U.S. renewable energy consumption by sector

Source: U.S. Energy Information Administration, Monthly Energy Review

Wind energy in the United States is almost exclusively used by wind-powered turbines to generate electricity in the electric power sector, and it accounted for about 24% of U.S. renewable energy consumption in 2019. Wind surpassed hydroelectricity to become the most-consumed source of renewable energy on an annual basis in 2019.

Wood and waste energy, including wood, wood pellets, and biomass waste from landfills, accounted for about 24% of U.S. renewable energy use in 2019. Industrial, commercial, and electric power facilities use wood and waste as fuel to generate electricity, to produce heat, and to manufacture goods. About 2% of U.S. households used wood as their primary source of heat in 2019.

Hydroelectric power is almost exclusively used by water-powered turbines to generate electricity in the electric power sector and accounted for about 22% of U.S. renewable energy consumption in 2019. U.S. hydropower consumption has remained relatively consistent since the 1960s, but it fluctuates with seasonal rainfall and drought conditions.

Biofuels, including fuel ethanol, biodiesel, and other renewable fuels, accounted for about 20% of U.S. renewable energy consumption in 2019. Biofuels usually are blended with petroleum-based motor gasoline and diesel and are consumed as liquid fuels in automobiles. Industrial consumption of biofuels accounts for about 36% of U.S. biofuel energy consumption.

Solar energy, consumed to generate electricity or directly as heat, accounted for about 9% of U.S. renewable energy consumption in 2019 and had the largest percentage growth among renewable sources in 2019. Solar photovoltaic (PV) cells, including rooftop panels, and solar thermal power plants use sunlight to generate electricity. Some residential and commercial buildings heat with solar heating systems.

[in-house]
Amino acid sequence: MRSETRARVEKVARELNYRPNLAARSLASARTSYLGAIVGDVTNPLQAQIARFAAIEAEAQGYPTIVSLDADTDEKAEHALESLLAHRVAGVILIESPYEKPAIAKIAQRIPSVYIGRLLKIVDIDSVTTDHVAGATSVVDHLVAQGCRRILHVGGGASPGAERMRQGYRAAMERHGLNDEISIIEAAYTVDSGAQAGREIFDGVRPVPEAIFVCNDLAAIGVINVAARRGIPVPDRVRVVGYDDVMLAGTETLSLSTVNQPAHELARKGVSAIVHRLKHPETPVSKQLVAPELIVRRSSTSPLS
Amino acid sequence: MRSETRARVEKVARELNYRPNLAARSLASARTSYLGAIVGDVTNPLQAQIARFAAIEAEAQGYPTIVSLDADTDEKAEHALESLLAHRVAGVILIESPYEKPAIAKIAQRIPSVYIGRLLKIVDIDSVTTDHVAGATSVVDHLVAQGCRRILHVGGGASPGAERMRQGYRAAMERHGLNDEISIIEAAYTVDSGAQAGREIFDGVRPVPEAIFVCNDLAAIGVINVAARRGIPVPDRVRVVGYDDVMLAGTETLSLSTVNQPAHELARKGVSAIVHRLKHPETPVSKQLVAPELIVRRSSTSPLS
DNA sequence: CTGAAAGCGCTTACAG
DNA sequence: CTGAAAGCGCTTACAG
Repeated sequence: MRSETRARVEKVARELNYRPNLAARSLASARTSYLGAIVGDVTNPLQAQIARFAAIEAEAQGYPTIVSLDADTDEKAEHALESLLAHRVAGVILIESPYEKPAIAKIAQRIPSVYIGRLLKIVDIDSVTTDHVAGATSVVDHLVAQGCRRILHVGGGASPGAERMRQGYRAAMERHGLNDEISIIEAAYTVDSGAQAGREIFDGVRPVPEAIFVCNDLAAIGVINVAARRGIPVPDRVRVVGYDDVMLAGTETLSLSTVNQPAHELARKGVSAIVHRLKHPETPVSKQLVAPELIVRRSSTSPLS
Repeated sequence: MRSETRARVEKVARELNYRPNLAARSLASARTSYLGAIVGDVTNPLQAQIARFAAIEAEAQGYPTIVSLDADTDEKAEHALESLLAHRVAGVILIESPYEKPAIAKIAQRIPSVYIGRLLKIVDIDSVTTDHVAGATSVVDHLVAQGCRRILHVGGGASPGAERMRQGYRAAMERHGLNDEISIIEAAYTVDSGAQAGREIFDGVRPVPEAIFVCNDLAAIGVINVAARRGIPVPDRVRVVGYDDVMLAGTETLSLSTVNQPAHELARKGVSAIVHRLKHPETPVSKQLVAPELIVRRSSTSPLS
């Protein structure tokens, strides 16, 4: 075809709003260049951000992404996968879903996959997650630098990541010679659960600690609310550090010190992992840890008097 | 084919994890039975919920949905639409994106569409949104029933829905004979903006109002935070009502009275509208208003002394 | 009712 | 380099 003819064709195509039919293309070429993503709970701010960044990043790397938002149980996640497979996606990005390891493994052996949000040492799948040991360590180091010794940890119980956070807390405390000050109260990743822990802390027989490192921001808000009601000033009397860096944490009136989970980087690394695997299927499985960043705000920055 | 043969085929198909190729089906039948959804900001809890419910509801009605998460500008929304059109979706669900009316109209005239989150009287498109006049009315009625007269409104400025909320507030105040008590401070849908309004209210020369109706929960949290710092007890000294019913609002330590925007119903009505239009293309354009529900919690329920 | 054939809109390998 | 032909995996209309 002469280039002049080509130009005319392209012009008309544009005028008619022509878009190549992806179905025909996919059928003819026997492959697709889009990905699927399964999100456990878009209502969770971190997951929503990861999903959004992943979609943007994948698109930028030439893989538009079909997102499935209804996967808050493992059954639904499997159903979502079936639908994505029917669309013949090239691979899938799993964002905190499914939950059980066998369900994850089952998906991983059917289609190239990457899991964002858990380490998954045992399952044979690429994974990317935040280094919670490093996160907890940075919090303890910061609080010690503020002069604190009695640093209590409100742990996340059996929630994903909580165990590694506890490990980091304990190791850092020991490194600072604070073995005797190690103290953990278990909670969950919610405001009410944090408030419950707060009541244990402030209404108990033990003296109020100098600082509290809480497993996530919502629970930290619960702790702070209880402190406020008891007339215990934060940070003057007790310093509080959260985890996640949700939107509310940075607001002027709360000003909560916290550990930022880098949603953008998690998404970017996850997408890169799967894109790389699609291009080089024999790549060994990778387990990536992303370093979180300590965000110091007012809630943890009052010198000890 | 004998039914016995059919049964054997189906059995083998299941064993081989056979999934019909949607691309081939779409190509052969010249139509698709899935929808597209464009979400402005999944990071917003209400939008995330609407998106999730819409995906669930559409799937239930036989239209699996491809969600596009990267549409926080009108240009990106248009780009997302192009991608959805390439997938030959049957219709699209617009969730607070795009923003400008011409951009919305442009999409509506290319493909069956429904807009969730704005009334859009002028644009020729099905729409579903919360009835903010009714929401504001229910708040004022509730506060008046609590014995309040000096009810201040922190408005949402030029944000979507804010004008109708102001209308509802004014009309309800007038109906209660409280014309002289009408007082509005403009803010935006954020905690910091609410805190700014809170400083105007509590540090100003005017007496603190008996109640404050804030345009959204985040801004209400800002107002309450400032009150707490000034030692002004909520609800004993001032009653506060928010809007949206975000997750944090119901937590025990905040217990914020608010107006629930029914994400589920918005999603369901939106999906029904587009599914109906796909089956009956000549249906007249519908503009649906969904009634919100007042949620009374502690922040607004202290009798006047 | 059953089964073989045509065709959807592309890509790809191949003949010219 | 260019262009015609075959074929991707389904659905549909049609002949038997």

October, 20 2020
Natural gas generators make up largest share of U.S. electricity generation capacity

operating natural-gas fired electric generating capacity by online year

Source: U.S. Energy Information Administration, Annual Electric Generator Inventory

Based on the U.S. Energy Information Administration's (EIA) annual survey of electric generators, natural gas-fired generators accounted for 43% of operating U.S. electricity generating capacity in 2019. These natural gas-fired generators provided 39% of electricity generation in 2019, more than any other source. Most of the natural gas-fired capacity added in recent decades uses combined-cycle technology, which surpassed coal-fired generators in 2018 to become the technology with the most electricity generating capacity in the United States.

Technological improvements have led to improved efficiency of natural gas generators since the mid-1980s, when combined-cycle plants began replacing older, less efficient steam turbines. For steam turbines, boilers combust fuel to generate steam that drives a turbine to generate electricity. Combustion turbines use a fuel-air mixture to spin a gas turbine. Combined-cycle units, as their name implies, combine these technologies: a fuel-air mixture spins gas turbines to generate electricity, and the excess heat from the gas turbine is used to generate steam for a steam turbine that generates additional electricity.